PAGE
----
Today’s newsletter comes with a more accurate prediction of the big Samsung event — even if there’s probably already another Galaxy device leaked before it starts — and 100 percent more working links.
After all the teases and photos, there shouldn’t be many surprises, but if you want to know exactly what the next Galaxy Fold and Galaxy Note are like, then you’ll find out in a few hours. Watch along with us, right here at 10 AM ET.
Disney has over 100 million streaming subscribers
And it’s releasing ‘Mulan’ on Disney+.
With 57.5 million customers from Disney+, 8.5 million from ESPN (up from 2.5 million a year ago) and 35.5 million from Hulu (up from 27.9 million), Disney now counts over 100 million direct customers. However, it’s bringing in less money per user than other streamers, due to discounts, all while the pandemic has closed movie theaters and kept people away from theme parks.
Disney did manage a hit when it released Hamilton direct to Disney+, and it’s following up with something bigger. It will release its $200 million live-action version of Mulan on Disney+ September 4th. While it will also premiere in theaters in some countries, for many people, a ticket via streaming is the only way to get access. Details on the release are scant, but we’re told that subscribers who pay up $30 to see it will get to keep it in their library as long as their subscription remains active.
Google Play Music will start shutting down in September
Stop us if you’ve heard this one before: Google is shutting down an old service.
Google has offered a transfer tool to go from Google Play Music to YouTube Music, since May, and it’ll keep working after Play Music has stopped streaming. That tool brings over everything you’ve uploaded to Play Music, anything you purchased from Google Play Music, playlists you’ve created, streaming songs you’ve saved to your library and data about your listening habits.
You’ll want to do that (or use Google’s Takeout export tool to move your data somewhere else) soon because Google Play Music is going away. The big shutdown starts in September for Australia and New Zealand, then spreads worldwide in October. That shift will include the removal of Google’s Play Music store, too, so if you like to own your music, you’ll need to find another outlet.
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Watch SpaceX’s Starship prototype take flight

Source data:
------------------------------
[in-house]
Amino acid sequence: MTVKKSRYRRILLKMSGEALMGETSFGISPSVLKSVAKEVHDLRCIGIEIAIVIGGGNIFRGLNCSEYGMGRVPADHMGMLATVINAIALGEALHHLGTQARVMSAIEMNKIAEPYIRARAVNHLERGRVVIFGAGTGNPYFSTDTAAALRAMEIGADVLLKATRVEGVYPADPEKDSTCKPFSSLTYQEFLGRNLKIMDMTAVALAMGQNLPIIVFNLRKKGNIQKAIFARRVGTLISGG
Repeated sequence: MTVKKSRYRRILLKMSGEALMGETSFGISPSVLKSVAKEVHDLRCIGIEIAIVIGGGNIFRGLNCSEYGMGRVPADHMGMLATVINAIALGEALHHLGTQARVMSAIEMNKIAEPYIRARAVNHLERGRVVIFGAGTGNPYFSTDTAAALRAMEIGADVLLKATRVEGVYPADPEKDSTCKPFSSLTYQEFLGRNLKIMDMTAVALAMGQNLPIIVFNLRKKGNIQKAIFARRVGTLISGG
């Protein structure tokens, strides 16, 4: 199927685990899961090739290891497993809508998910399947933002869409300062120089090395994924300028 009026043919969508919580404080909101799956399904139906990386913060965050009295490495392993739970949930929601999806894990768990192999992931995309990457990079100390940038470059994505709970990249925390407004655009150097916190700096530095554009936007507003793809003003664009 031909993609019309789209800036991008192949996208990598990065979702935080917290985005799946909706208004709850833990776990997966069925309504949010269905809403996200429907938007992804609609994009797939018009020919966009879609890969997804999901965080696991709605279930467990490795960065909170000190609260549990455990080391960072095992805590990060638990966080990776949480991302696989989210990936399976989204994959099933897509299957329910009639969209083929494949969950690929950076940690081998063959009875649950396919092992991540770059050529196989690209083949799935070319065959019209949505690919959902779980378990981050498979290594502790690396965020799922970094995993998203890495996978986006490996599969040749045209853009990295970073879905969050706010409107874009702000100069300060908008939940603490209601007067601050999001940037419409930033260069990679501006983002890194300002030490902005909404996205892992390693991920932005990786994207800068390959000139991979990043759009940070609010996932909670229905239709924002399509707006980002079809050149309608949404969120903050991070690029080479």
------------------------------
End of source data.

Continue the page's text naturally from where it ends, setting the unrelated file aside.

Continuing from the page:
Last year, SpaceX flew a Raptor-powered Starhopper test vehicle, and now its first full-size Starship prototype has taken a 150-meter hop. Video from SpaceX shows the flight from a drone view and via cameras mounted to the SN5 prototype, which is missing a few elements, like a nose cone and body flaps. According to Elon Musk, after a few more tests, we should see those added when it’s time for high-altitude testing.
Finally, Apple makes SSDs standard with its new 27-inch iMac
Same on the smaller iMac.
Apple’s newest iMac isn’t an ARM-powered number but a subtle upgrade with new processors and graphics. That’s not all. There’s also a higher-resolution webcam with improved low-light performance and a new audio system that borrows the “studio-quality” mic setup first seen in some recent MacBook Pros. Most importantly, perhaps, Apple is finally making SSDs standard across the line, for both the 27-inch and 21.5-inch iMacs. Depending on which configuration you choose, you’re starting with 256GB or 512GB, but from there, you can go all the way up to 8TB. Price tiers remain the same, starting from $1,799, and the new Macs are available to order now.
Apple marketing chief Phil Schiller has a new job
And Greg Joswiak will now be the face of the iPhone.
Phil Schiller, the longtime face of the iPhone, has a new job. Not that he’s leaving the company: He’s now an Apple Fellow, acting as a top-level adviser after 33 years at the company. That all being said, Schiller remains in charge of the App Store and Apple Events. New SVP of Marketing Greg Joswiak, previously the head of product marketing, has been with Apple for more than 20 years.
Pepper the robot knows when you’re not wearing a mask
And it will tell you to put one on.
Pepper, part-time butler, railway station assistant, smartphone hawker and more, is now ready to slow the spread of COVID-19, with a new software update that adds AI image processing to detect whether nearby humans are wearing masks or not. And then tell them to wear one.
According to SoftBank Robotics, no personal data is used or stored, and the system works with masks that have complex patterns and color schemes. Pepper will also provide daily analytics, like the percentage of people complying with mask requirements.